192 – one-to-one interventions delivered totaling 221 hours of support
12 - hepatitis C education and testing sessions conducted with partner agencies, reaching over 100 people
45 - hepatitis C tests conducted through links with partner agencies, of whom 11 were diagnosed with hepatitis C
A majority of the 192 interventions have been directly linked to hepatitis C (managing health, accessing appointments, treatment support).
However, 12% of interventions relate to issues beyond hepatitis C that could potentially disrupt individuals' engagement (drug and alcohol support, benefits/welfare, housing etc).
At the end of the first year, 22 service users were engaged in the service:
13 in assessment process - consultant and specialist nurse appointments to check if individuals are ready for treatment
4 awaiting treatment - individuals are considered ready to start treatment in terms of their physical and mental health
1 completed treatment - following treatment, a further test is required to confirm that hepatitis C has been cured
3 in post-treatment support - following completion of treatment, continuing support is required to reduce risk of re-infection
1 has moved on from service - completed post-treatment support and ready to move forward with their life
One notable issue to arise during the first year of the project has been the relatively high proportion of service users who are co-infected with hepatitis C and HIV - 19% of the people we've worked with are living with both conditions. This is linked to a recent rise in HIV cases among people who inject drugs in the Glasgow area.
In response to this increase, NHS Greater Glasgow and Clyde (NHS GGC) has prioritised engaging people in HIV treatment, before addressing hepatitis C co-infection. Our service is well placed to provide additional support to individuals living with hepatitis C and HIV, linking them into our existing community services, and building on relationships with HIV specialists at NHS GGC.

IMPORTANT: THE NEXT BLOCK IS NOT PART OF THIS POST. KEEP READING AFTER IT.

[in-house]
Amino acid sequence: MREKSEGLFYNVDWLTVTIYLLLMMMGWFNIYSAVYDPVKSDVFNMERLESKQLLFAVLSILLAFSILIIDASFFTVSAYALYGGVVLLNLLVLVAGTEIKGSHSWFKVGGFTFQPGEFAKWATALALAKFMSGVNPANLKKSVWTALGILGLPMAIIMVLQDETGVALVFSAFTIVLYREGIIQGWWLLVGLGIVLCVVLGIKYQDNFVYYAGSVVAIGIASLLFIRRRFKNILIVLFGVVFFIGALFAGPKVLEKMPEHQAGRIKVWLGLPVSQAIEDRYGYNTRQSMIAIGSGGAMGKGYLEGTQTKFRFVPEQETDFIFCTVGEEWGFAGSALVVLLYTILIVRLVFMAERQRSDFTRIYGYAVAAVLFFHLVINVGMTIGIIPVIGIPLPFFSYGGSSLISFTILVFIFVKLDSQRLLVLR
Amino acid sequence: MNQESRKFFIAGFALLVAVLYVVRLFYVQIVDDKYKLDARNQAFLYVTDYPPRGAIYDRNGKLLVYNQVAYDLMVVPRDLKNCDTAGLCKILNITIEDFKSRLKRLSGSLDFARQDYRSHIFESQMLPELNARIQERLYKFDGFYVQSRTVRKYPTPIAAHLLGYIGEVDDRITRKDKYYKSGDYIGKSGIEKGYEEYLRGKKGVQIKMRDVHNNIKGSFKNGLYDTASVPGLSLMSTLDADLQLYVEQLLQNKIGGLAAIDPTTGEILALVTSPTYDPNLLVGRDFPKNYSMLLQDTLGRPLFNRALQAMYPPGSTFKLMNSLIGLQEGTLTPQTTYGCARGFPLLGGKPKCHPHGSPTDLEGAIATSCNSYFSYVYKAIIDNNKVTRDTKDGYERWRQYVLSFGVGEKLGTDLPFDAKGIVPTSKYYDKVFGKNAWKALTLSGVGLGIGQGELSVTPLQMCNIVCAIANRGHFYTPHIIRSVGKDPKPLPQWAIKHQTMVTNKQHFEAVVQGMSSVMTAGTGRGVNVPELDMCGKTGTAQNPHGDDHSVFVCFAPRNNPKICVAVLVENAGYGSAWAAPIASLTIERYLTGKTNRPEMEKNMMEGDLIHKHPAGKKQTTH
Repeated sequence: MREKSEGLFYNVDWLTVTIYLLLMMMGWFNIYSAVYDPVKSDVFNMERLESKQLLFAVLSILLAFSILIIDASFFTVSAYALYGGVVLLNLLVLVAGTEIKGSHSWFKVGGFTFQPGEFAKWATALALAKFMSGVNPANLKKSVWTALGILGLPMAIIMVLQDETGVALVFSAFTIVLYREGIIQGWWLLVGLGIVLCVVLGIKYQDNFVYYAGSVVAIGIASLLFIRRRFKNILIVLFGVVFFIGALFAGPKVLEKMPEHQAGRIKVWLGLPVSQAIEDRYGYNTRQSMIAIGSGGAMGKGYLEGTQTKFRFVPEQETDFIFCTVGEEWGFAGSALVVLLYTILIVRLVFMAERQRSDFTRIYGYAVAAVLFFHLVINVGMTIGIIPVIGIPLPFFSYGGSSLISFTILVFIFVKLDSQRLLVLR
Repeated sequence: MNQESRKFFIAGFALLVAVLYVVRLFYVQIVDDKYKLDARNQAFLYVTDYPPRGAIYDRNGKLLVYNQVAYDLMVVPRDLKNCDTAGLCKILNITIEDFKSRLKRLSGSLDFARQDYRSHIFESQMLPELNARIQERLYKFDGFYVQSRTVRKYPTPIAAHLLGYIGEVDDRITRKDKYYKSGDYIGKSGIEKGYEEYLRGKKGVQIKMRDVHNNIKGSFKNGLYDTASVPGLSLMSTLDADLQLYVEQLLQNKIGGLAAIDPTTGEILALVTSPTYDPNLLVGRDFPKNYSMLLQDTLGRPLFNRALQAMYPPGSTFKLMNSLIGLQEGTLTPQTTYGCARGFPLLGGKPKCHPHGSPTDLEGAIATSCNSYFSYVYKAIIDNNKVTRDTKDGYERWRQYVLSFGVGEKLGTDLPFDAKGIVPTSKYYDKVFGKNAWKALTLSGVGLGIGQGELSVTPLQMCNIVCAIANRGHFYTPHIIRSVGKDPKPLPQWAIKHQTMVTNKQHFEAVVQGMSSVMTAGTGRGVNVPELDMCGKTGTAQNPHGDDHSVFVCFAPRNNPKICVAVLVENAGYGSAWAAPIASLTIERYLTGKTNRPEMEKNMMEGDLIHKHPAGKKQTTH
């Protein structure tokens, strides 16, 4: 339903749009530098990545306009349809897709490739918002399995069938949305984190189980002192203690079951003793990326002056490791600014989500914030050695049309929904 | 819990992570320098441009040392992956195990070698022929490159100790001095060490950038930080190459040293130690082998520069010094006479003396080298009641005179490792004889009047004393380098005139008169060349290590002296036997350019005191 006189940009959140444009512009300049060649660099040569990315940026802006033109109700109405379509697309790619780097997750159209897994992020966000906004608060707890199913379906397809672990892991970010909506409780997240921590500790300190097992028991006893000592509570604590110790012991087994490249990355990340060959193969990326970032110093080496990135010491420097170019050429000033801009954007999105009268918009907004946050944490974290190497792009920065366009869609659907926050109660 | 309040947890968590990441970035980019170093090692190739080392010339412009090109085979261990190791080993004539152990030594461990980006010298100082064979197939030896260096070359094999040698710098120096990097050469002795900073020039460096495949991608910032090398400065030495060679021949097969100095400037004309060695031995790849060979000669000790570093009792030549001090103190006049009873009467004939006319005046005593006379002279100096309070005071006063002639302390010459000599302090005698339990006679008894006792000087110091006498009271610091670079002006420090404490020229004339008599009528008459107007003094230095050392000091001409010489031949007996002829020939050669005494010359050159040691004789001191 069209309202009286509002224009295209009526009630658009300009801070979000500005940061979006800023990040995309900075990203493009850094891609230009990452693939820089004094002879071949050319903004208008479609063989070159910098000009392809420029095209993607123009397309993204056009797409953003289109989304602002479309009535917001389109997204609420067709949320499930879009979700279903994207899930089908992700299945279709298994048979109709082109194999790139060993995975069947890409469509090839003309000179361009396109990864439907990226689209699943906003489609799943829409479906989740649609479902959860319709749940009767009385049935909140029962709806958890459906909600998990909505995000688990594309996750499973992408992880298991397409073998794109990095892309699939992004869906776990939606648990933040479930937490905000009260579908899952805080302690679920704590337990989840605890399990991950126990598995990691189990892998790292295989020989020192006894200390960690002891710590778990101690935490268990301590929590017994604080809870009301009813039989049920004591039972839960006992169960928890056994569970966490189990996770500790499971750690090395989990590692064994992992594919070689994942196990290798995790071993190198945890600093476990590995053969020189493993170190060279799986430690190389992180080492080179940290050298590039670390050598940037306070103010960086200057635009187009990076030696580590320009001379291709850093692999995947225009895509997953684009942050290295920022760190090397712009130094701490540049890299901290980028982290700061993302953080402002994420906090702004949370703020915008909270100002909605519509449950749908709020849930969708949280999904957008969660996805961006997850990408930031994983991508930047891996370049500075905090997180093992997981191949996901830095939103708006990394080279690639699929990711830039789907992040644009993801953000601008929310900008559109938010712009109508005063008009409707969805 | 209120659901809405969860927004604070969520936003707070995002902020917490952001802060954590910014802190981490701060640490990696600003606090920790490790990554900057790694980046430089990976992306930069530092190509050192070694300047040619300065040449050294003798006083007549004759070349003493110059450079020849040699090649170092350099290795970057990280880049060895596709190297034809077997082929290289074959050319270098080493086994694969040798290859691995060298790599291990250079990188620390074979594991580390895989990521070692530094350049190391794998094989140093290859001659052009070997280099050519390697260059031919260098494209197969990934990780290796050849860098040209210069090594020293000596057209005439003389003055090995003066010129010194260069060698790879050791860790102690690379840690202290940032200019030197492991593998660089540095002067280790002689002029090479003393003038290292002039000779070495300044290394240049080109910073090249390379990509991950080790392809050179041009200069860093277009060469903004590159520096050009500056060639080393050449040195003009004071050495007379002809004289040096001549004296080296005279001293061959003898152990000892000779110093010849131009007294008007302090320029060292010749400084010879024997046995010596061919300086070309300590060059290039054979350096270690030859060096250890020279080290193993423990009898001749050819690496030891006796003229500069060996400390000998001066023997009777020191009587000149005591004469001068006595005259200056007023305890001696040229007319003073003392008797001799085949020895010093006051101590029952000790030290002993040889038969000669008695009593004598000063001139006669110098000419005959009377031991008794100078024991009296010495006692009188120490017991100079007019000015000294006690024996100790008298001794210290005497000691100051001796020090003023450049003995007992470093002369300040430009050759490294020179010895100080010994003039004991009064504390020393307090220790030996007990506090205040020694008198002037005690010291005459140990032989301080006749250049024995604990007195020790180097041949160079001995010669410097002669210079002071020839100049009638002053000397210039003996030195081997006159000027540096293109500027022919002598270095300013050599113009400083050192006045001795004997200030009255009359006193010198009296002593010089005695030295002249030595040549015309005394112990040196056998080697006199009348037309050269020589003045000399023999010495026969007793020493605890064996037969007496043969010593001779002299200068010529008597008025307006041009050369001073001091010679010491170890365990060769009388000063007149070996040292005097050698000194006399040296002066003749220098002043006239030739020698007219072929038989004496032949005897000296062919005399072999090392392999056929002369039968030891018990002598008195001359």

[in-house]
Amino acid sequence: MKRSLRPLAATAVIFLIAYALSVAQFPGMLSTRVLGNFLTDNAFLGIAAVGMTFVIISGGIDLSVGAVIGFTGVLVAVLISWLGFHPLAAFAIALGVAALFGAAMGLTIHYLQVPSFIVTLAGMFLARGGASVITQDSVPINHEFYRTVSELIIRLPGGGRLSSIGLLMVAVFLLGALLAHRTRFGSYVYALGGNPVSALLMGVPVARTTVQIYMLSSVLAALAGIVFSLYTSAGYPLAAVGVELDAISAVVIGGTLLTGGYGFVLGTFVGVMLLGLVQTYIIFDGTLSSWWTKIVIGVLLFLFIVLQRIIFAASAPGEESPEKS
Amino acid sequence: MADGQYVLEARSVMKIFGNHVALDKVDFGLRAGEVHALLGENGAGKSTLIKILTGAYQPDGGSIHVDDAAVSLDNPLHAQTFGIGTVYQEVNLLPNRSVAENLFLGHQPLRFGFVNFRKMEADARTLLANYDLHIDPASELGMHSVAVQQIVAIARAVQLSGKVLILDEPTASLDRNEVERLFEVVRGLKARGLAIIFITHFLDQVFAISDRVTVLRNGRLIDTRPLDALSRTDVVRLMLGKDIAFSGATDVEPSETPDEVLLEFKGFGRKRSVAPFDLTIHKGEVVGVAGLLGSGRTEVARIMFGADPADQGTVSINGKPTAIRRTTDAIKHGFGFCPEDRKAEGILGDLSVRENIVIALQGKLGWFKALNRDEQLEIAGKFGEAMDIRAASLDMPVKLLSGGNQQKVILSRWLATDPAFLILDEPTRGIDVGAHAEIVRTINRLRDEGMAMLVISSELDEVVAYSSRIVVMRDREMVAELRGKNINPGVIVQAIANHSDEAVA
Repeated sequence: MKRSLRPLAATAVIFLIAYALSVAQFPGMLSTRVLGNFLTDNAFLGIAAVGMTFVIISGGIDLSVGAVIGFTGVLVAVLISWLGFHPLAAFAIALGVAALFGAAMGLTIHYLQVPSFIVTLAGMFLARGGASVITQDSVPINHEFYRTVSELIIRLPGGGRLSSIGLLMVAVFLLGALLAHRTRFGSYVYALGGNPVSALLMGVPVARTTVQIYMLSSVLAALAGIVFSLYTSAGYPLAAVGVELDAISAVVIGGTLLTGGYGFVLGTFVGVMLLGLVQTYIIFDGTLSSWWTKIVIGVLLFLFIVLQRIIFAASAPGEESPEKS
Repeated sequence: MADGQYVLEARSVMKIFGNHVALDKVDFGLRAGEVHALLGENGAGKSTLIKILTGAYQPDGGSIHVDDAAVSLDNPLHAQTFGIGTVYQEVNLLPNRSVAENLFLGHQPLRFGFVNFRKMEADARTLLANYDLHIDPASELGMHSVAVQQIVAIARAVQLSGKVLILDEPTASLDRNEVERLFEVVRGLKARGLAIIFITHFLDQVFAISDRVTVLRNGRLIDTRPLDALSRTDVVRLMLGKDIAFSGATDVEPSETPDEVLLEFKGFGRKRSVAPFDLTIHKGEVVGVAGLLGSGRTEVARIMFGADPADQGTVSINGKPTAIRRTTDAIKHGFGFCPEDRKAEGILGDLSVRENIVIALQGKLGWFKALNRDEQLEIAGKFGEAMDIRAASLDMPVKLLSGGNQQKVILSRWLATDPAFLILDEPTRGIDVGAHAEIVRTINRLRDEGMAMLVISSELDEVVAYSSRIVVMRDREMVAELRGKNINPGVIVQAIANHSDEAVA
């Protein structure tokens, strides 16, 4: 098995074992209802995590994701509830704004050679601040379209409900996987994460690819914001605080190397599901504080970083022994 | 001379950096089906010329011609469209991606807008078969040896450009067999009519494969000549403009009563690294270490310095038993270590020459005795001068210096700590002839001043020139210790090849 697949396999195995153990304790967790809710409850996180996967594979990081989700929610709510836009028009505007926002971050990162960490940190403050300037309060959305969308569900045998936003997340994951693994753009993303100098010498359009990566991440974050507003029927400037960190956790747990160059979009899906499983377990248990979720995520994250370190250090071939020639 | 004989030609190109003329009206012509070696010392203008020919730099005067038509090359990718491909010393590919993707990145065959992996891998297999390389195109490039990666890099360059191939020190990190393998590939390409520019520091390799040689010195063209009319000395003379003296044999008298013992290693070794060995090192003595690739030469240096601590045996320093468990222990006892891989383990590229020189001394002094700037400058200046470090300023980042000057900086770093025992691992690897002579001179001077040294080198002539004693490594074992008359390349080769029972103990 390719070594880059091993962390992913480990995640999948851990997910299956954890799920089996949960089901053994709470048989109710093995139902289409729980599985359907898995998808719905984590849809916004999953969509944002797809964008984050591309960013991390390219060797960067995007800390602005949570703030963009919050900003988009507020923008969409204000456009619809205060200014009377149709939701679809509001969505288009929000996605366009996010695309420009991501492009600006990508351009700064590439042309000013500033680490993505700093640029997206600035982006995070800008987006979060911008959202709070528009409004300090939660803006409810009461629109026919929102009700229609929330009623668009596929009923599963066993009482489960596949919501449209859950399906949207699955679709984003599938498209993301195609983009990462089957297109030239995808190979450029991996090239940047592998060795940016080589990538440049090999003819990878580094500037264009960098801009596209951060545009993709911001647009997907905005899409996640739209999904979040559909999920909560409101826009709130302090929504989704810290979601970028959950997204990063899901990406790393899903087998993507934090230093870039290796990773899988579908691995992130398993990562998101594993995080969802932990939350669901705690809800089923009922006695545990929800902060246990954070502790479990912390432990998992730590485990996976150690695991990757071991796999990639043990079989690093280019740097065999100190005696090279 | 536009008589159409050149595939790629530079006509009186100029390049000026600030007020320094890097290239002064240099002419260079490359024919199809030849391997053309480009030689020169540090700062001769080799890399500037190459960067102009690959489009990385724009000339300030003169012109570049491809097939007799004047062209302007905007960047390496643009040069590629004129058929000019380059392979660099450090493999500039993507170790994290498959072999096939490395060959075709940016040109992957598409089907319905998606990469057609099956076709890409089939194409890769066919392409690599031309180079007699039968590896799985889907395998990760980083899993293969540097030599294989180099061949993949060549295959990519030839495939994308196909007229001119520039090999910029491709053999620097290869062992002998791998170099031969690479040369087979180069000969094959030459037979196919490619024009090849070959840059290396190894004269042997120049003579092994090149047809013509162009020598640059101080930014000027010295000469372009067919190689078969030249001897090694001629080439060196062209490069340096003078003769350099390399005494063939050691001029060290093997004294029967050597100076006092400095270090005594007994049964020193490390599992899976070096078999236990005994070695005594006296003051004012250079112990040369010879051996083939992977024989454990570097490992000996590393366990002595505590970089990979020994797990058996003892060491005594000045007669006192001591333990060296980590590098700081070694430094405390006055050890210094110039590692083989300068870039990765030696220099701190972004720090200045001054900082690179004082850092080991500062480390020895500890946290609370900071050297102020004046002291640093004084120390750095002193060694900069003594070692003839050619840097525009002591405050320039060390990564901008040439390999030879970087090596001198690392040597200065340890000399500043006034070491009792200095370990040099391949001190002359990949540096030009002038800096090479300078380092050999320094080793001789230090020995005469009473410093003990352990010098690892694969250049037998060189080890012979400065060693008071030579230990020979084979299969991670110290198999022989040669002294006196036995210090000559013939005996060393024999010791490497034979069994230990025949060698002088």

Given the chaotic background of the service users we are working with in HMP Barlinnie, and the delay to hepatitis C treatment for individuals also living with HIV, the results in terms of getting people ready for, into and through hepatitis C treatment are very encouraging.
Case Study: Colin
Colin* is living with hepatitis C and HIV. Over the past five years, he's been in and out of prison three times and was referred into the Prison Link Service as he neared liberation from HMP Barlinnie in early 2017.
We met up with him to hear his story…
* Name has been changed to protect individual's identity.
The impact of the work in the first year has demonstrated the clear potential to expand the pilot work at HMP Barlinnie to other prisons.
Following discussions with NHS GGC and the Scottish Prison Service, the work has, since October 2017, expanded to support prisoners approaching liberation from HMP Low Moss.
Opened in 2012, Low Moss has purpose built healthcare facilities, with dedicated spaces where we hope to be able to offer additional support moving forward.
We continue to engage with partners at HMP Barlinnie to address challenges presented by the age of facilities - particularly the lack of space for group support.
In order to support further development, a number of actions have been taken:
· Continued engagement with Scottish Government to highlight findings of work to date
· Participated in AbbVie hepatitis C roundtable event - highlighting contribution that prison work can make to hepatitis C elimination goals
· Possible funding streams are being investigated
If you would like to find out more about the project, including opportunities to link with partner agencies, contact:
Claire Fuller | email@example.com | 0141 332 2520
HMP Barlinnie - Neil Mitchell/Shutterstock
Colin's Story - Halfpoint/Shutterstock
HMP Low Moss - Andrew Lee
All other images - Waverley Care